A Maricopa County (AZ) Superior Court judge today rescinded the state air quality control permit for Toronto-based Hudbay Mineral’s proposed Rosemont copper project in Arizona.
Judge Crane McClennen reversed the Arizona Department of Environmental Quality’s (AzDEQ) January 2013 decision to issue the air pollution permit for the proposed mile-wide, half-mile deep open pit copper mine planned for the Santa Rita Mountains on the Coronado National Forest southeast of Tucson.
“This Court concludes there was not substantial evidence to support the action of the AzDEQ, and the action of the AzDEQ was contrary to law, was arbitrary and capricious, and was an abuse of discretion,” the ruling states.
The ruling sends Rosemont’s air quality permit back to AzDEQ “for further consideration using the proper criteria.”
McClennen ruled in favor of an appeal filed by the Tucson-based citizen’s group Save the Scenic Santa Ritas that argued that the proposed mine would violate national air pollution standards. SSSR also presented evidence that demonstrated Rosemont’s air pollution model was flawed and understated the potential for air pollution from mining operations.
“This Court concludes the authorities and arguments provided by SSSR are well-taken, and this Court adopts those authorities and arguments in support of its decision,” the ruling states.
SSSR’s appeal overcame substantial legal hurdles that favored upholding AzDEQ’s decision to issue the air permit. In reviewing an agency’s decision pursuant to the (Arizona) Administrative Review Act, the superior court must affirm the agency action unless it is “not supported by substantial evidence, is contrary to law, is arbitrary and capricious or is an abuse of discretion.”
The court’s decision delivers a major setback to Hudbay’s plans to construct the $1.5 billion copper mine. A second lawsuit challenging the Rosemont air quality permit is also pending in Pima County Superior Court.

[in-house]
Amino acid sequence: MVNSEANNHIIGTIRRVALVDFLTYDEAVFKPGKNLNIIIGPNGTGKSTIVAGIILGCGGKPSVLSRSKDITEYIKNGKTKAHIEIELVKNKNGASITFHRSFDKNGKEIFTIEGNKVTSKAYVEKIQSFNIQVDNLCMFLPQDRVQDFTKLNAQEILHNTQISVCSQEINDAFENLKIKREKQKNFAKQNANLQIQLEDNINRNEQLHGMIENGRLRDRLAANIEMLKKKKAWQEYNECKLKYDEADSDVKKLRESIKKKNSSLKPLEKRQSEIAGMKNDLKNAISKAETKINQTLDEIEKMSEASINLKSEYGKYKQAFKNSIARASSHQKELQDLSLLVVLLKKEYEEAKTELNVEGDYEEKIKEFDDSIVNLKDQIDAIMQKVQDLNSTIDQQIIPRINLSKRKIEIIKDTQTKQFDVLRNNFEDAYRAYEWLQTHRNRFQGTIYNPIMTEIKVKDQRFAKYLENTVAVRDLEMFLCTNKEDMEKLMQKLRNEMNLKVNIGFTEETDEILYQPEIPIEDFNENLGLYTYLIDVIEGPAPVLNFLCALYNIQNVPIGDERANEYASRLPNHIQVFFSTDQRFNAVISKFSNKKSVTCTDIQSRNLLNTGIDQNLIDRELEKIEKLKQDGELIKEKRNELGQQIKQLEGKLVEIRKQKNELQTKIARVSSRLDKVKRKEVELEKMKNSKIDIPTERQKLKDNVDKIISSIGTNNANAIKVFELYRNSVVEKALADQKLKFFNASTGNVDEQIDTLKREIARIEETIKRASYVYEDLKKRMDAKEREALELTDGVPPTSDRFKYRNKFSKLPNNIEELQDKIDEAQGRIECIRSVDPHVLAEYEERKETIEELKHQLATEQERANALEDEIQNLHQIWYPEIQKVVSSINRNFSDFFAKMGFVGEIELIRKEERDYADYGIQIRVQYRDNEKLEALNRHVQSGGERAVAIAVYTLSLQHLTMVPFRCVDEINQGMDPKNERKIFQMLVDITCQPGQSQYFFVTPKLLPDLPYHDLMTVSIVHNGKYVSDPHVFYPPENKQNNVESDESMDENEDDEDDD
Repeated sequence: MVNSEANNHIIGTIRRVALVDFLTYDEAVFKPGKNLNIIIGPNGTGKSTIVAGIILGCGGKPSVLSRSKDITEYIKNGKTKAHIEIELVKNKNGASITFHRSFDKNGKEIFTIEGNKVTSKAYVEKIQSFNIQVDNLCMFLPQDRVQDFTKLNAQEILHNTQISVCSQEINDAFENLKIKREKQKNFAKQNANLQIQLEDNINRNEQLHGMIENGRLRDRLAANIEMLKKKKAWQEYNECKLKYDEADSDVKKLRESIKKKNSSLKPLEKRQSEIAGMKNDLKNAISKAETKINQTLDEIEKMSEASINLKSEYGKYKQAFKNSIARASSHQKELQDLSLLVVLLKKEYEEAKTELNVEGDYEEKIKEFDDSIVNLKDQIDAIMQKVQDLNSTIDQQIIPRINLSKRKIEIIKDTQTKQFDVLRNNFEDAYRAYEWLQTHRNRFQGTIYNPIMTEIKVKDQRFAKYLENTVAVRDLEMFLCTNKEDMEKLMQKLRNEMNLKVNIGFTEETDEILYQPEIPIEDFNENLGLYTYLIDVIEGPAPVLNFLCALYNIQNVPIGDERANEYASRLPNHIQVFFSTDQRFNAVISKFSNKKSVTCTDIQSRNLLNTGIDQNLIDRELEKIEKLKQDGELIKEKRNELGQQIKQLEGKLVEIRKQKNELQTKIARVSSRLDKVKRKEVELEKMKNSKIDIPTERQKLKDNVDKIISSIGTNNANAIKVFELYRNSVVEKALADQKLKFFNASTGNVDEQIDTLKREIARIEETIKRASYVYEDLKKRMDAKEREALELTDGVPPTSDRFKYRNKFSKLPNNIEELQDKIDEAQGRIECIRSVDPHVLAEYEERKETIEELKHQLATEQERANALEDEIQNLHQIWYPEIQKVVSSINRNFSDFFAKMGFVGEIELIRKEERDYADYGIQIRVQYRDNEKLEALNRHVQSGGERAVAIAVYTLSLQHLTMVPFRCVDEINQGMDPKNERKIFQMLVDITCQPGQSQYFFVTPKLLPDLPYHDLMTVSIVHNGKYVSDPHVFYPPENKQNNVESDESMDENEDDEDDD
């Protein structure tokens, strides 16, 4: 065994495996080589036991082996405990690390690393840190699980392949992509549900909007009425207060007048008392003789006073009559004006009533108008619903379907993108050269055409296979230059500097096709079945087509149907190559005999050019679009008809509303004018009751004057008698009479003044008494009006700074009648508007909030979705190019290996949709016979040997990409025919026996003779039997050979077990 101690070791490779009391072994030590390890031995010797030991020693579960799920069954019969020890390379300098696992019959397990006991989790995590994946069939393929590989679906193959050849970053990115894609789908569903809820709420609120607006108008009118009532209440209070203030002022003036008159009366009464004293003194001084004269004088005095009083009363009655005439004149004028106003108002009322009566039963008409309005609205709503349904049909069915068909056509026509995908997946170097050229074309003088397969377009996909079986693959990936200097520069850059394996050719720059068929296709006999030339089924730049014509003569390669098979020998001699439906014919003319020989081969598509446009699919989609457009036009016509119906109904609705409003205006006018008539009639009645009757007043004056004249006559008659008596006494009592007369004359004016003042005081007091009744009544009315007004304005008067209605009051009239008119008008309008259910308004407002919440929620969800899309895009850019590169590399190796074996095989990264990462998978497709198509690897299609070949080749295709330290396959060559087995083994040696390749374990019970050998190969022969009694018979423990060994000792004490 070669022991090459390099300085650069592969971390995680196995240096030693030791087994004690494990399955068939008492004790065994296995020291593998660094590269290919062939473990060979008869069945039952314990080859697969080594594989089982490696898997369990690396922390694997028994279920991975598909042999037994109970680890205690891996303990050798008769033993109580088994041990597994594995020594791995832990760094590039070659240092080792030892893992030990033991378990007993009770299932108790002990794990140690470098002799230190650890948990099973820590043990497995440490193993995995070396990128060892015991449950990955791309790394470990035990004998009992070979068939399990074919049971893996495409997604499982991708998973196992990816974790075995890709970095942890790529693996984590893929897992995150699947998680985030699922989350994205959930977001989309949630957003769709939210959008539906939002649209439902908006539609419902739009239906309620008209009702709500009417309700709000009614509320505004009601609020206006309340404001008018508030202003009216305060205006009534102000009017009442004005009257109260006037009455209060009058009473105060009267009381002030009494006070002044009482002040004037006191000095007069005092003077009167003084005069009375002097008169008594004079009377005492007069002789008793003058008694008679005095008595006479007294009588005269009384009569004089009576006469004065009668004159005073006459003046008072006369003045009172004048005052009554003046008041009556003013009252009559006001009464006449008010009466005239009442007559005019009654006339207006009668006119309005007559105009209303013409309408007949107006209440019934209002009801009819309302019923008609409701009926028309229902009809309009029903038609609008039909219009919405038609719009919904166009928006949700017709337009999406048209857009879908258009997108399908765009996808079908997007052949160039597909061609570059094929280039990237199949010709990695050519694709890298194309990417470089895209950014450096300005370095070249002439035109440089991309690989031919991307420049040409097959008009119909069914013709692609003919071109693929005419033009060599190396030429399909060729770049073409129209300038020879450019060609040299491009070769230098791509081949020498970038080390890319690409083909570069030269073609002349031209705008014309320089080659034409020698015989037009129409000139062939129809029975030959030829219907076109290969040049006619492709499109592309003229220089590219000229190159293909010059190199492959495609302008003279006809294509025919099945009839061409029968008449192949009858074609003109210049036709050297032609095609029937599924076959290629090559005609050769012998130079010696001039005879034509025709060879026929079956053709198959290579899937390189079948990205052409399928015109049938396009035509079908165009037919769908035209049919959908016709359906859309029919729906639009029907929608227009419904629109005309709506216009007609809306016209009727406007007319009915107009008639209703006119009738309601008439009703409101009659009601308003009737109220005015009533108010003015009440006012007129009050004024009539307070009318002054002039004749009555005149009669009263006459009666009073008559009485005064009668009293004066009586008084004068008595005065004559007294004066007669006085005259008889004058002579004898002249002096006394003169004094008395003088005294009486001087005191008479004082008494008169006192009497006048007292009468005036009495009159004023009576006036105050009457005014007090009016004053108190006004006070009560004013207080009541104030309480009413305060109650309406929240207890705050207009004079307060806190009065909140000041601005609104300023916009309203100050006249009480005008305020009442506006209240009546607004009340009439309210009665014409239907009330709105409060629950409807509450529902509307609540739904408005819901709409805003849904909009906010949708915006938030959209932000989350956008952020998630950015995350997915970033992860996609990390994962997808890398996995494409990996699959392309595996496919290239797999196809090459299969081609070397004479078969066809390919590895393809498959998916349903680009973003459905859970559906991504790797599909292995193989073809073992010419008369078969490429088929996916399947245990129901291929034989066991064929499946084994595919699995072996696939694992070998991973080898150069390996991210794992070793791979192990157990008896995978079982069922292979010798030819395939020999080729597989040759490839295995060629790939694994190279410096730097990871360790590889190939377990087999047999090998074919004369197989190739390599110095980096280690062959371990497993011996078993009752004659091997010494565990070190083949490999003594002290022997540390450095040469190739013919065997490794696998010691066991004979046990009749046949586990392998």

SSSR’s request for attorneys’ fees was deferred until expected appeals and subsequent rulings from higher courts are issued.
“Because it is likely this matter will be appealed to the Arizona Court of Appeals with possible review by the Arizona Supreme Court, this Court considers it more appropriate to wait until the further appeals process has run its course before considering the issue of attorneys’ fee,” McClennen ruled.
The decision marks another major twist in Rosemont’s effort to secure the air quality control permit. The permit issue has bounced around for more than three years between the state and Pima County governments since the mining company applied for it, the Arizona Daily Star reported in January.
Rosemont sharply criticized SSSR when it filed the law suit challenging the air permit. Rosemont Copper vice president Kathy Arnold told the Arizona Daily Star in June 2014 that the suit was another request for legal review filed by a group that has appealed and lost on other issues.
“We are confident that this will be rejected after review,” Arnold, Rosemont’s vice president of environmental and regulatory affairs, told the newspaper.